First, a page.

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My first term at Dartmouth was mostly spent grabbing meals. Like many, I was unaccustomed to, but excited by, the ability to eat at all hours of the day. The Class of 1953 Commons and Collis Café saw much of my DBA in my first few weeks here. More engrossing to me, though, was the chance to meet and talk with people from so many different backgrounds. Hearing my new classmates tell stories of places I’d only once imagined was both exciting and overwhelming.
The coffee shop is a privileged space. Since coffee was exported from Ethiopia to Mecca and Medina in the 10th century, coffeehouses have been a staple of cosmopolitan life around the world. People have used coffeehouses as local meeting places, cornerstones of an interconnected and reflective neighborhood.
This column was featured in the 2017 Homecoming Issue.
What is an American? This question might not even make sense. Rarely do we argue about any fundamental qualities that define Americans, because there are so few. However, roughly once in a generation, Americans are forced to interrogate our national project and decide who may partake in it. The moment in which we live demands that we grapple with such questions.
This article was featured in the 2017 Freshman Issue.
Six months into the Trump administration and The Donald has little to show for himself. Signature campaign promises such as the Definitely-Not-Muslim Travel Ban and “The Wall” have been bogged down in courts or have yet to even begin materializing respectively. Republican attempts to “Repeal and Replace” the Affordable Care Act have failed twice now, largely due to the lack of executive leadership or comprehension of the issue. The President’s meetings with foreign leaders, both at his private resorts and abroad, have unilaterally weakened America’s global standing and eliminated any notion that Trump understands or cares what a good political “deal” for the country would entail.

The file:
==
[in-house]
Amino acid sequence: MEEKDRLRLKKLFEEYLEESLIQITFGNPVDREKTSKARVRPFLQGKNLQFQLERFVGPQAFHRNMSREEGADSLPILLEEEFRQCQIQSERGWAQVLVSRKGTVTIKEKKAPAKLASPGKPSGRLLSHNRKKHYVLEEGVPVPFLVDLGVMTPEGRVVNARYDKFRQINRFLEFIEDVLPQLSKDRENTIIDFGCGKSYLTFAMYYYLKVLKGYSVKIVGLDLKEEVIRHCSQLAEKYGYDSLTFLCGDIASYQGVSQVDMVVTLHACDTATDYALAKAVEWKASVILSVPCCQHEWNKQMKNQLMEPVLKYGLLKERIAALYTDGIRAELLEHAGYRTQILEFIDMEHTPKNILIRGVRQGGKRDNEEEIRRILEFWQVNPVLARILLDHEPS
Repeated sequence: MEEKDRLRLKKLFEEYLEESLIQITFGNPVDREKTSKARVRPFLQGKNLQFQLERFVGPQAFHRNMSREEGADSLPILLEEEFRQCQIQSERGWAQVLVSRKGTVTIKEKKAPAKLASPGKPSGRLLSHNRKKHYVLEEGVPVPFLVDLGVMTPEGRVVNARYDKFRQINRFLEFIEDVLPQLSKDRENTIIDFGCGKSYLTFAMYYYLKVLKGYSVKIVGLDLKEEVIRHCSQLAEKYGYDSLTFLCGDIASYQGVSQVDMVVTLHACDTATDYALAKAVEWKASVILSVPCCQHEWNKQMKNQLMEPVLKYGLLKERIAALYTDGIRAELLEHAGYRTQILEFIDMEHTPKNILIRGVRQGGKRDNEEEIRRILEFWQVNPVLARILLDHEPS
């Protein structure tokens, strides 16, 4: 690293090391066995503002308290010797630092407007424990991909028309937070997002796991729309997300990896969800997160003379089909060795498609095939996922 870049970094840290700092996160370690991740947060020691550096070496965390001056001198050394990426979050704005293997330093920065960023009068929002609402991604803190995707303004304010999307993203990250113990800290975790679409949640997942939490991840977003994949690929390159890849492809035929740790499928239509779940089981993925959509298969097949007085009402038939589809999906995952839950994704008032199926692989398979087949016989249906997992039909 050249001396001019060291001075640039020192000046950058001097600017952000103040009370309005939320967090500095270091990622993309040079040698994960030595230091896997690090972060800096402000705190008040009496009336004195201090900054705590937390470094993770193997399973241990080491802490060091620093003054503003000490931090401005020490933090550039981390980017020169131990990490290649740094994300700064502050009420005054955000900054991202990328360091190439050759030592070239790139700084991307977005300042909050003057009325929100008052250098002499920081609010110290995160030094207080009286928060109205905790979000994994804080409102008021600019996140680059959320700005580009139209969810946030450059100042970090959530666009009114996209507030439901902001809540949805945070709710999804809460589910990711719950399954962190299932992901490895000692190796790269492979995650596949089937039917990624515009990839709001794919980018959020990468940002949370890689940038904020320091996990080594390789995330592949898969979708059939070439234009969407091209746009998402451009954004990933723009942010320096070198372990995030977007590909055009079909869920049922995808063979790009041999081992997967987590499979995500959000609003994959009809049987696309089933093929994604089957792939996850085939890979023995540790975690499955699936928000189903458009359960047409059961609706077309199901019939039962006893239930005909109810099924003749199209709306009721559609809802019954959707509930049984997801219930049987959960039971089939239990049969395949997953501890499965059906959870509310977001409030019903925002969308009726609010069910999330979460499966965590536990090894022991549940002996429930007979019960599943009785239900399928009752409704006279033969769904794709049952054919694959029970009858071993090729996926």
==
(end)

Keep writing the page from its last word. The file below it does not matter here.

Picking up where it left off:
Today, the town of Hanover will have its annual ballot to vote on new zoning articles and town officers. Potential new laws are of special interest to the Dartmouth community. This year, Hanover’s town meeting is acutely relevant to the College, thanks to one high-stakes petition article.
Dartmouth is a strange place. We could politely call the College “unique” or “exceptional,” but positive connotations would discourage any self-reflection on the strangeness of the place we inhabit. It should be obvious to anyone in the Dartmouth community that students, faculty and alumni have a special intimacy with the College rarely seen outside our borders.
I was recently informed that I’m no longer a millennial. The inexact art that is generational studies has apparently rechristened those born from 1995 to 2012 from the ever-aging “Millennial” generation to a new, vastly different “Generation Z.”
The end of this spring term will mark the first year of Moving Dartmouth Forward’s full implementation on campus. Despite the establishment of flagship policies such as the budding housing system and the hard alcohol ban, students seem to have adapted when MDF affects us and forgotten its existence when it does not.
According to statistics from the Department of Defense, fewer than 0.5 percent of Americans serve in the armed forces while less than seven percent of the population have ever served in the military. Of the country’s veteran population, approximately half are over the age of 60. More elected officials in the United States have never served before than at any prior time in our history while the shrinking pool of families that shoulder the burden of armed service are disproportionately generational fighters hailing from middle- and working-class backgrounds.